Monday, January 01, 2007

2007 won’t be a Fair and Lovely year

DNA India, Sunday, December 31, 2006 23:59 IST

Yogendra Yadav

If we wish to look for signs of change in the new year, we must look beyond the political establishment and its equally established opposition

Welcome to Hoshangabad for a peep into the political possibilities of 2007. From November 22 to December 22 of the year gone by, the Kisan Adivasi Sangathan and Samajwadi Janparishad carried out a unique sadbudhi satyagraha in this advasi belt of Madhya Pradesh. Every morning some adivasi families would come to the district headquarter, take a dip in the holy Narmada, garland the Gandhi statue and pray that their own democratically-elected leaders come to their senses. No demonstration, no slogan shouting, no demands, no memorandum, just a plain and simple prayer: get sane soon.

What made this political Gandhigiri unusual was that it was practiced not by a bunch of middle-class Munnabhai clones but by a group of adivasis whose families have over the last few decades experienced multiple displacements ---- for a dam, a proof range and a tiger reserve. Undaunted, these adivasis have won the right to fish in the reservoir created by drowning their land and have created an extra-ordinary fish co-operative. They want their co-operative to be granted an extension and for those living in villages inside forests to have right to live a normal life.

No, it is not the story of transformation of the heart of the Lovely Singhs who lord over the forests and tribes. Year 2007 is not going to be a simple Fair and Lovely story. Last heard, the district administration had declared these non-violent satyagrahis as Naxalites and had demanded extra security force to deal with them! Over the last decade both the Congress and the BJP have taken turns to attack this movement.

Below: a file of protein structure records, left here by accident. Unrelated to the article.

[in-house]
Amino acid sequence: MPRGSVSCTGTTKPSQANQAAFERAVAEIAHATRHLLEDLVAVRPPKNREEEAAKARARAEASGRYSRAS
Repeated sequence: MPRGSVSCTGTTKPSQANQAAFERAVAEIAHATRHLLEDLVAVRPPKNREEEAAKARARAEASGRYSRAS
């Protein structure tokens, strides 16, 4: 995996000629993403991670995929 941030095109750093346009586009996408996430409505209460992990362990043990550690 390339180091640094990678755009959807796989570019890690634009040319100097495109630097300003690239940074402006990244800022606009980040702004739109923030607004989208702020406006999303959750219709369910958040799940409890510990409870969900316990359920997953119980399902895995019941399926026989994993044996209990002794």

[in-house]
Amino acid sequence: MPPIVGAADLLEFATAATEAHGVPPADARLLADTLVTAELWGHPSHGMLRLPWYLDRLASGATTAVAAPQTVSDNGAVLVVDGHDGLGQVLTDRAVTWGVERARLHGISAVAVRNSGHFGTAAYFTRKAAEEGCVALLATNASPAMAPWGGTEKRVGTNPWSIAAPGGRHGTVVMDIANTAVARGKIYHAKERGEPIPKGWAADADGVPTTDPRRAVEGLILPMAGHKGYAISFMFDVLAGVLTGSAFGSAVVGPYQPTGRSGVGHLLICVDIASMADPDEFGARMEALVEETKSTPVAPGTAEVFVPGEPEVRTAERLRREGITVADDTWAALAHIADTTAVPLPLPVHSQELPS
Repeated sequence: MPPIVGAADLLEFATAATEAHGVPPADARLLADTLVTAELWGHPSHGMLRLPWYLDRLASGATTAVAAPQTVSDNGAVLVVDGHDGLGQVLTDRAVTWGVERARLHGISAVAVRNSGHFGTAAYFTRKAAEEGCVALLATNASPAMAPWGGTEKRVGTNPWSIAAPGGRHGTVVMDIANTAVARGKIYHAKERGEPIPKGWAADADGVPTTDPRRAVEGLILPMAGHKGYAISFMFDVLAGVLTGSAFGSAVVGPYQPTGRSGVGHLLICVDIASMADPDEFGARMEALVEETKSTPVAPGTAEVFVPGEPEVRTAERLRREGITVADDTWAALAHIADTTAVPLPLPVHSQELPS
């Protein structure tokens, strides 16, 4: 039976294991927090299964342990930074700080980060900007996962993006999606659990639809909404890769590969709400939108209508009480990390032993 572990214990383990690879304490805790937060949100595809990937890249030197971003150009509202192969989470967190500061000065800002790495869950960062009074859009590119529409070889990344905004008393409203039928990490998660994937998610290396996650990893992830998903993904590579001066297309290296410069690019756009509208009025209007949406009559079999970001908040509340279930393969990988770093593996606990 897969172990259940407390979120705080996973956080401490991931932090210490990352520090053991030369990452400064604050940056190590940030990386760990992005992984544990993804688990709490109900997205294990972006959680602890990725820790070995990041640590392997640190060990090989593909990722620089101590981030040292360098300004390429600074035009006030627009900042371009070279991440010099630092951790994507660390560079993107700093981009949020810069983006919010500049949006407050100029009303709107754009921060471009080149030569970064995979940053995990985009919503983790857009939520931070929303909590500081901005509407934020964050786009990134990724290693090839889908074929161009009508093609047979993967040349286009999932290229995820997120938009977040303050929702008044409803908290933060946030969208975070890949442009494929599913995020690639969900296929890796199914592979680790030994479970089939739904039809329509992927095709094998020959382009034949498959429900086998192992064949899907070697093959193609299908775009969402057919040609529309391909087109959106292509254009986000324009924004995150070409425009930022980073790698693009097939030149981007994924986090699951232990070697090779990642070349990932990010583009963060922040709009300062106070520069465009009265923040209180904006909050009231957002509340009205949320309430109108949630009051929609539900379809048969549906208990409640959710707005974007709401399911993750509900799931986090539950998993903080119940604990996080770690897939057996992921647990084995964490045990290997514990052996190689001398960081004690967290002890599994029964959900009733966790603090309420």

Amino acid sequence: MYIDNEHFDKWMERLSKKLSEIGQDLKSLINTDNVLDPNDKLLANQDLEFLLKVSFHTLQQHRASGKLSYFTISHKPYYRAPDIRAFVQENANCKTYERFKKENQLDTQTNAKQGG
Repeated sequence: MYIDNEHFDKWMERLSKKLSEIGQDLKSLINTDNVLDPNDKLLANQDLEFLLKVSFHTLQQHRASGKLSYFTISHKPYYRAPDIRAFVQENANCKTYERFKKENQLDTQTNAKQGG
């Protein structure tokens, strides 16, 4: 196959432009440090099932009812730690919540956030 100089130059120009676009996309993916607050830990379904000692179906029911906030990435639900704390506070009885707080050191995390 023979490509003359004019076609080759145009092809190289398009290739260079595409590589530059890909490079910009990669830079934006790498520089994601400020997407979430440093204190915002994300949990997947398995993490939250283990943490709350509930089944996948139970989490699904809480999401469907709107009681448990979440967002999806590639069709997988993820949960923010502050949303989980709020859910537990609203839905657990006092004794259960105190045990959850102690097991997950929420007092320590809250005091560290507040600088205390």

Needless to say leaders of these big parties were nowhere to be seen in this satyagraha. Congress is waiting for people to get fed up of the BJP so that the electorate can kick it into power next time. Hoshangabad allows us to put in perspective the mainstream politics and its limited possibilities. It forces us to confront the meaninglessness of happenings we have come to associate with what we call political news. It invites us to look beyond the monotony of party politics and the news coverage around it. Sadbudhi satyagraha enables us to look for fresh possibilities of alternative politics in the new year.

A year with four major elections ---- Presidential elections besides three rounds of assembly elections involving Uttar Pradesh, Gujarat, Punjab, Uttaranchal and Manipur, all scheduled for 2007 ----- cannot but be eventful in this age of 24-hour news coverage. But it is unlikely that any amount of electoral oscillation this year will change the nature of political choices for the people; some new faces are bound to replace old ones, but it is unlikely that the face of politics will change very much. Whatever the outcome of these elections, the UPA government is not going to face a serious challenge.